I think of dancing more as being an artisan, not an artist - to be able to dance with a partner we have to agree on a set of physics, just like a glassblower has to accept the physics of glass, and the design limitation of what will still be usable as a wine glass at the end.

    It is possible to do things outside of this, by dancing without or against the music, just like the composers can step out of the form, but then it is something different - which is not a bad thing, but if i agree with my partner to write a sonnet together it will cause friction when i suddely switch to another form.

    Gssh
     
  15. opendoor

    opendoor Well-Known Member

    No, I think totally different: The dancing has to follow the music. But surely not the other way round ("..rules that the composer......")

    Four deep changes in the way of composing tango music allowed the development of four new dancing styles in our dance history. But the dancing styles did not bring new styles of composing along. I think that the composers surely did react with irritations. The music rules the dancing style. But the interpretation is down to the dancers. The composer and musicians initiated a development they cannot control afterwards.

    Why not then? Why restrict yourself? Why not answer traditionally on a provoking challenge. This would be a dialogue. By the way, leaving an out-dated form behind was meant didactically in my post. One should be able to do so, but you must not!
     
  16. AndaBien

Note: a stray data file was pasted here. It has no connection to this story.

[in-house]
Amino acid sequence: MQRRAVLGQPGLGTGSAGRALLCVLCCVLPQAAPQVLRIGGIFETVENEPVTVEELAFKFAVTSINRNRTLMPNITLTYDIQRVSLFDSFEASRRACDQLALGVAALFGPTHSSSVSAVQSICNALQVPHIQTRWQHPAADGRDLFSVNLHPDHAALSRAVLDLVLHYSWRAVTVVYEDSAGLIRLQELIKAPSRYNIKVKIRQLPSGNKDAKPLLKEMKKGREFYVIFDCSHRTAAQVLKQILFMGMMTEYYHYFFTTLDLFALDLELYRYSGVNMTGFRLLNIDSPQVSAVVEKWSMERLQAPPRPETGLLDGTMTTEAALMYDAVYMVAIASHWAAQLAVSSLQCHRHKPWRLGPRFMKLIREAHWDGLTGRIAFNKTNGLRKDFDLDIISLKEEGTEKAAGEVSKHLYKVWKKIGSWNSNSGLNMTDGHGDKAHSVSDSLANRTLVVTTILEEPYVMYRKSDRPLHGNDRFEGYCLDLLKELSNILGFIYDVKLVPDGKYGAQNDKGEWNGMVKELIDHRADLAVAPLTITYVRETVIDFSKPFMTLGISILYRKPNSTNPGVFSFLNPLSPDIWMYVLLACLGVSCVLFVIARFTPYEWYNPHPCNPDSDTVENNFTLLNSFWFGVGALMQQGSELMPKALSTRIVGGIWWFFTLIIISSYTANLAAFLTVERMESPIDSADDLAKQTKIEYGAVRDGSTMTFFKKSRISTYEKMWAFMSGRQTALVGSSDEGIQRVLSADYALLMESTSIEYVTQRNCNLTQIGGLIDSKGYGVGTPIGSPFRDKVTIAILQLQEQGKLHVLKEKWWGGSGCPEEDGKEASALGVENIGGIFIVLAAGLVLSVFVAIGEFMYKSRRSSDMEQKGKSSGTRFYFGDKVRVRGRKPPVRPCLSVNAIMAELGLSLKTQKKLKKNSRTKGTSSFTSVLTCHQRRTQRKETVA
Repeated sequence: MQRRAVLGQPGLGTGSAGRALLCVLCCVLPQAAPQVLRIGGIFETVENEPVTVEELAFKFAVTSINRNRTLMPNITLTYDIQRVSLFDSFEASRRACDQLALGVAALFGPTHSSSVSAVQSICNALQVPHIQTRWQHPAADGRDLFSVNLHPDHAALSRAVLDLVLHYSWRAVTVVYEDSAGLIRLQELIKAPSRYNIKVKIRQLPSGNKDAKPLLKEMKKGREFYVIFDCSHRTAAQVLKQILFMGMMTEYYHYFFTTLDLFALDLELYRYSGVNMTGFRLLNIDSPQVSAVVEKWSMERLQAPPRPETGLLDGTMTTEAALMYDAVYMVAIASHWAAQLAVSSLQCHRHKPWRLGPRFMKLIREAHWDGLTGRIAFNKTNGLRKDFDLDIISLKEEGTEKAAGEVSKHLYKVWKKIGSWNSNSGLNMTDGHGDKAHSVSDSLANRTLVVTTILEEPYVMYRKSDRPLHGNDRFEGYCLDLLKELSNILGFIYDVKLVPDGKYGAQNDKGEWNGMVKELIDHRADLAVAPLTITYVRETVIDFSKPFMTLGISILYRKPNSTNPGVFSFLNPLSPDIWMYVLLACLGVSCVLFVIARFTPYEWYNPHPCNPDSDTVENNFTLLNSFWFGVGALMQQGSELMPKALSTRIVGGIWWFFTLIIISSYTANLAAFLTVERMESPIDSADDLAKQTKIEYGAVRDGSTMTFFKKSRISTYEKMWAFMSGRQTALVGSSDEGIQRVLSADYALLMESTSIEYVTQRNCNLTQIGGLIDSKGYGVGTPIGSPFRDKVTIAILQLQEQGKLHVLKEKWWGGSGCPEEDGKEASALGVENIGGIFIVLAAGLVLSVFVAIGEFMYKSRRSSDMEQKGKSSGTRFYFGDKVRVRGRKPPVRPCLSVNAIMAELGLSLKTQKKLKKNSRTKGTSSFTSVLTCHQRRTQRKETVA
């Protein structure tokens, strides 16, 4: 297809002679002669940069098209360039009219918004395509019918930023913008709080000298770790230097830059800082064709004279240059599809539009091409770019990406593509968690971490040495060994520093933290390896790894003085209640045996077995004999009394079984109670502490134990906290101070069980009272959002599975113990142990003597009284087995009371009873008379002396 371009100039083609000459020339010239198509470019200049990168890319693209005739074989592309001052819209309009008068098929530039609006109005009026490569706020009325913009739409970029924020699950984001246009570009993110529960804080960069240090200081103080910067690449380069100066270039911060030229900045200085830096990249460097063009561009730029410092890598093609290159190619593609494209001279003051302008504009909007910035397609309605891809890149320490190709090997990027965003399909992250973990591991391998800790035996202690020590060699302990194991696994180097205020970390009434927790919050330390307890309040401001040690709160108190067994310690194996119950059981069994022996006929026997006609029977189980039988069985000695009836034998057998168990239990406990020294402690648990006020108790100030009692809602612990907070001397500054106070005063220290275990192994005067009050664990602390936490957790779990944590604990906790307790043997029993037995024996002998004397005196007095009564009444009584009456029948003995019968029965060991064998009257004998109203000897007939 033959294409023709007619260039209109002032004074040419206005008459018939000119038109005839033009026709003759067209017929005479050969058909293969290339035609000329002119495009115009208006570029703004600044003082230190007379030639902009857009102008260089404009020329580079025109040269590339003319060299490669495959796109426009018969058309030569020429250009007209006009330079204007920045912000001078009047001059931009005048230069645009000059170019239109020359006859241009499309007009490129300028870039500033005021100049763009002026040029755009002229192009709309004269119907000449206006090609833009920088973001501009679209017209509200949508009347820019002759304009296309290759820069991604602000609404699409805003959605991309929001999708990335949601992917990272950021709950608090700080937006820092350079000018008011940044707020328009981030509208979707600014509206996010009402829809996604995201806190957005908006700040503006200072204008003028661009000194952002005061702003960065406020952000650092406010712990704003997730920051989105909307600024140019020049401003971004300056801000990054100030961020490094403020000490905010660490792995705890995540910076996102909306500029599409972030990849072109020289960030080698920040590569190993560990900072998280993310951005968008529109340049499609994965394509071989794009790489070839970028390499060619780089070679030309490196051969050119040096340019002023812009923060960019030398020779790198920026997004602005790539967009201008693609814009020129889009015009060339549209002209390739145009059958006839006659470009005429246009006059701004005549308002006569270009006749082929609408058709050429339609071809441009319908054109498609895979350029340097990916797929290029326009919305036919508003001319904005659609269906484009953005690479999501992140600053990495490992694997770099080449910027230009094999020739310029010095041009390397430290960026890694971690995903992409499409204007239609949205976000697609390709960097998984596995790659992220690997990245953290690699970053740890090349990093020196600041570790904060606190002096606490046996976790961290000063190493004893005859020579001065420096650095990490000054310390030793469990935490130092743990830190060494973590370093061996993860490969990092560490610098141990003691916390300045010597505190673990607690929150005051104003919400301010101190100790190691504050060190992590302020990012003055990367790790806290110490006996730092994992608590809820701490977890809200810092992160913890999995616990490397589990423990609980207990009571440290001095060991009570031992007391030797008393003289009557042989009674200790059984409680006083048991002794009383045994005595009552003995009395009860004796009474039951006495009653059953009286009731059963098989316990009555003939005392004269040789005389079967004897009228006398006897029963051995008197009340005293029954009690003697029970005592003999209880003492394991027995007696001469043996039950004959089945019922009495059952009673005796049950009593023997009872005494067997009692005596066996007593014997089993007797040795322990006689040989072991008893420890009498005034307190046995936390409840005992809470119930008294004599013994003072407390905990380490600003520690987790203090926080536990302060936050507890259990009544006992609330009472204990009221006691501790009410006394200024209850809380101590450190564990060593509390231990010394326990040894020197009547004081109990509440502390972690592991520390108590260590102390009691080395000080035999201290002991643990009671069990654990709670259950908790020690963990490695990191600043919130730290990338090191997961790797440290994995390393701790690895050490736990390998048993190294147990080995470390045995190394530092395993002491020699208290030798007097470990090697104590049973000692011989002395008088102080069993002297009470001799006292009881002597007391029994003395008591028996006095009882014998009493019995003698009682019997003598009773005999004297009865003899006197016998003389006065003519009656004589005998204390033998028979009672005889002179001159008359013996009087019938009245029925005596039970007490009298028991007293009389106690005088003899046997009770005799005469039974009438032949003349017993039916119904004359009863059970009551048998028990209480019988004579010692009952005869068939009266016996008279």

AndaBien Well-Known Member

    I agree, but as you said, where do you draw the line? Simply hitting the beats does not create musicality, although it might be a great improvement in that direction. Following the phrasing would imply that the leader is actually aware of it and responding to it. If a leader simply stopped and started at phrase breaks, that would be marginal, but if he/she finished off the prior phrase nicely and began the next phrase with an opening of some sort, I would definitely call that good musicality.

    Your experience is your awareness, and that comes from your mind. You can be aware of the music, or not. You can be aware of your partner, or not. I think teaching musicality means helping dancers to be more aware of the music, first, and then teaching them ways to respond to it. If a dancer prefers to be aware of something other than the music, then that is their own choice.
     
  17. Gssh

    Gssh Well-Known Member

    Sorry, i was not clear - what i was thinking about when i said "the rules the composers obey" i meant things like having a reasonably consistent beat, having phrases, using a call-answer scheme, doing A-B-A - there is no particular reasons for any of these things to exist in a piece of music, but the composer decided to include them.

    In a way i think there are limits to how far one can push the boundaries of a form and expect people to accompany one. Sure, i can claim that Cage's 4'33" is a tango, but breaking the classical form, but i think i would have a hard time to convince a dancefloor of it if i played it, maybe in a tanda together with 4'34" and 4'35" - in the same way i think that if i tried to dance to a tanda by not embracing and moving i would get a very unhappy follower.

    I am trying to set up a parallel argument - in the same way that a certain degree of predictability of the music helps a leader to dance does a certain degree of predictability of the leader help a follower to dance.

    I am not talking about perfect predicatbility and adherence to a fixed form - the same way that a tango is more than 3 minutes of a metronome, but less than random noise.
     
  18. Gssh

    Gssh Well-Known Member